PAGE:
The employer is required to provide the injured person with a "injury report/accident report" one copy for their personnel files, and one for the injured. The employer is also to provide the insured with compensation for lost wages due to the injury as well as payment for any medical bills or phamacy charges if incurred by the injured, or provide a workers' compensation insurance for the injured person. Well then, to follow that, what can an injured employee do if an emoloyer does not do these things and instead, lays that person off?
No, unless the employer is the police.
Legally? There are none for the employer. Employee status is not secret or confidential - expect no privacy.
legally no, since no one knows about it. Morally, yes.
Those that are job related. For example an employer may not comment about an employee's or former employee's sexual orientation.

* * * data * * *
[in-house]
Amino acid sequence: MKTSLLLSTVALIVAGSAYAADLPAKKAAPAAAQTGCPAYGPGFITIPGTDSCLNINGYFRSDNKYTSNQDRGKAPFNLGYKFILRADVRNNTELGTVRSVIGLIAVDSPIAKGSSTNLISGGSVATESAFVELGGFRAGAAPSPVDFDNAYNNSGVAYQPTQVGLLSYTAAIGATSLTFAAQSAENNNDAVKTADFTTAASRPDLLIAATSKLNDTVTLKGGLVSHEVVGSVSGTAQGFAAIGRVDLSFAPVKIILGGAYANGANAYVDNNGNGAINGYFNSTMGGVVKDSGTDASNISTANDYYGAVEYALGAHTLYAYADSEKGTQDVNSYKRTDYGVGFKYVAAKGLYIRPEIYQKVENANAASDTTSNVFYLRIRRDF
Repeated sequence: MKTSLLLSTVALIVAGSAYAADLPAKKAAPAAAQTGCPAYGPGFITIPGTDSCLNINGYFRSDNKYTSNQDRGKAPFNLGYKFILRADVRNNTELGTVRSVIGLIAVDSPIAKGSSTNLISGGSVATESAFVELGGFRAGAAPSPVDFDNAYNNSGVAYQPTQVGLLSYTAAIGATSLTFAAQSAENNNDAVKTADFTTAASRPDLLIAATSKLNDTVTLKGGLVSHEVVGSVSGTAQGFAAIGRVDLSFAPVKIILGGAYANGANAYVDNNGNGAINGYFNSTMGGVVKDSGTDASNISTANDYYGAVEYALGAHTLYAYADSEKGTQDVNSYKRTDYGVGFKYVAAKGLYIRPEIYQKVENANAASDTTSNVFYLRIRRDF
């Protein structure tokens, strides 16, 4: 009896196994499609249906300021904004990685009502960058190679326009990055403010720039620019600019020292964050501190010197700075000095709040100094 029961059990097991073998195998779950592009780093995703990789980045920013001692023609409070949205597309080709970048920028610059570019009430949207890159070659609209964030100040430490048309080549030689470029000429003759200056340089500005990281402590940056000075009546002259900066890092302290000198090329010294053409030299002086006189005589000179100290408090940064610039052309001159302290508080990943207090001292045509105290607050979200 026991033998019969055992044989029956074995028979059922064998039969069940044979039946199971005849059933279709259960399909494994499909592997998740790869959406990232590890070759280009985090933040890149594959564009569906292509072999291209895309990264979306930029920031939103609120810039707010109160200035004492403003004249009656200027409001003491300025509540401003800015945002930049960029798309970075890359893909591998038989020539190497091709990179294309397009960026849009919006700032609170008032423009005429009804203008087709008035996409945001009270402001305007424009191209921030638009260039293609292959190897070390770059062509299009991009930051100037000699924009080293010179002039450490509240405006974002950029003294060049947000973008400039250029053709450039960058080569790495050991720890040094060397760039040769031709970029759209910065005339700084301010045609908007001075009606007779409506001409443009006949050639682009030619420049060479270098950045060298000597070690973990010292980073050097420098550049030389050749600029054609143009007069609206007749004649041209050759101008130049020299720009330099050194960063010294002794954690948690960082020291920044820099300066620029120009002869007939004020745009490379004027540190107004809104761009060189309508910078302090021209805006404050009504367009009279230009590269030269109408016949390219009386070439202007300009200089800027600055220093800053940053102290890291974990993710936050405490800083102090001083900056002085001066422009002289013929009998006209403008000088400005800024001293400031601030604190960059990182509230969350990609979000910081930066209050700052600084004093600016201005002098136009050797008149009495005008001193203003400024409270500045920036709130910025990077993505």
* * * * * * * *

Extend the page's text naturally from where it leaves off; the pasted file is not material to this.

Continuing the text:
An employer is legally allowed to ask an employee why he or she is calling out sick. In addition, they can ask for evidence on the same including a letter from the doctor.
A written statement of employment is a legally binding document which puts the main terms of employment in a document and which an employer is required to give to an employee.
Legally, though local laws may vary, the employer can require the employee to report to work in a uniform without providing any assistance to the employee to acquire that uniform. Ethics of this situation are debatable. Ultimately, either you want to work there or you don't.
He can get away with forgetting. as long as he pays on demand.
legally By filing an unemployment claim and if the state finds for the employer you can appeal the state's decision.
Certainly. Employers are legally entitled to know if you pose a danger to self or others. EMployer violates no law by knowing what meds you take.